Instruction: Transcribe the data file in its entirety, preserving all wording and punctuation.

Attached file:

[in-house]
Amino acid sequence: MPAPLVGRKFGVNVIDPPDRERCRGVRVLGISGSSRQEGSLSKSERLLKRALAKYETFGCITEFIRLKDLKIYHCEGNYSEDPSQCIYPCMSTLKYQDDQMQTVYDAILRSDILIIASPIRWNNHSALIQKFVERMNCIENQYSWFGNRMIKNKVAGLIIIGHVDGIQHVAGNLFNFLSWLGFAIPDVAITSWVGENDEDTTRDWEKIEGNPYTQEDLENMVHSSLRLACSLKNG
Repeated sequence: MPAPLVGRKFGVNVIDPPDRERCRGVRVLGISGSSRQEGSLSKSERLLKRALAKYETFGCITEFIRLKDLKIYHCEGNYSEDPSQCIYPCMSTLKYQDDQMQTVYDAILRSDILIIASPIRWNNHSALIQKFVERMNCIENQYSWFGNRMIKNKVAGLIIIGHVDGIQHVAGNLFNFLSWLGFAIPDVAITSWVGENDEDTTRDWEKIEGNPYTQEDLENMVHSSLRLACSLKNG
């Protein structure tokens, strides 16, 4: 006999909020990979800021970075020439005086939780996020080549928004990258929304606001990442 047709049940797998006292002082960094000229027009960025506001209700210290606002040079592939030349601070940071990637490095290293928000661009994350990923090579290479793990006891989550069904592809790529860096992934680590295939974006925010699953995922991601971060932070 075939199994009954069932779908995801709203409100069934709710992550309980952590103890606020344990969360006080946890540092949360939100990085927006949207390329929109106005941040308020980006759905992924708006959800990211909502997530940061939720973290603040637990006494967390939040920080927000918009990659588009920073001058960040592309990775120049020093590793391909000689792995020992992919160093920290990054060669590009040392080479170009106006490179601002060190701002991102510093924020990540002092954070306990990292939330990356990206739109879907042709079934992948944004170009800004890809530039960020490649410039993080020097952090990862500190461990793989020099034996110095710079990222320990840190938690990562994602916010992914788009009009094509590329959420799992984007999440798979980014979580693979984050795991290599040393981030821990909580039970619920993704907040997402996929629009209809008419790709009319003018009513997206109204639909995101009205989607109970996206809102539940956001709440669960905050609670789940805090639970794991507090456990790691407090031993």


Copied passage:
[in-house]
Amino acid sequence: MPAPLVGRKFGVNVIDPPDRERCRGVRVLGISGSSRQEGSLSKSERLLKRALAKYETFGCITEFIRLKDLKIYHCEGNYSEDPSQCIYPCMSTLKYQDDQMQTVYDAILRSDILIIASPIRWNNHSALIQKFVERMNCIENQYSWFGNRMIKNKVAGLIIIGHVDGIQHVAGNLFNFLSWLGFAIPDVAITSWVGENDEDTTRDWEKIEGNPYTQEDLENMVHSSLRLACSLKNG
Repeated sequence: MPAPLVGRKFGVNVIDPPDRERCRGVRVLGISGSSRQEGSLSKSERLLKRALAKYETFGCITEFIRLKDLKIYHCEGNYSEDPSQCIYPCMSTLKYQDDQMQTVYDAILRSDILIIASPIRWNNHSALIQKFVERMNCIENQYSWFGNRMIKNKVAGLIIIGHVDGIQHVAGNLFNFLSWLGFAIPDVAITSWVGENDEDTTRDWEKIEGNPYTQEDLENMVHSSLRLACSLKNG
């Protein structure tokens, strides 16, 4: 006999909020990979800021970075020439005086939780996020080549928004990258929304606001990442 047709049940797998006292002082960094000229027009960025506001209700210290606002040079592939030349601070940071990637490095290293928000661009994350990923090579290479793990006891989550069904592809790529860096992934680590295939974006925010699953995922991601971060932070 075939199994009954069932779908995801709203409100069934709710992550309980952590103890606020344990969360006080946890540092949360939100990085927006949207390329929109106005941040308020980006759905992924708006959800990211909502997530940061939720973290603040637990006494967390939040920080927000918009990659588009920073001058960040592309990775120049020093590793391909000689792995020992992919160093920290990054060669590009040392080479170009106006490179601002060190701002991102510093924020990540002092954070306990990292939330990356990206739109879907042709079934992948944004170009800004890809530039960020490649410039993080020097952090990862500190461990793989020099034996110095710079990222320990840190938690990562994602916010992914788009009009094509590329959420799992984007999440798979980014979580693979984050795991290599040393981030821990909580039970619920993704907040997402996929629009209809008419790709009319003018009513997206109204639909995101009205989607109970996206809102539940956001709440669960905050609670789940805090639970794991507090456990790691407090031993």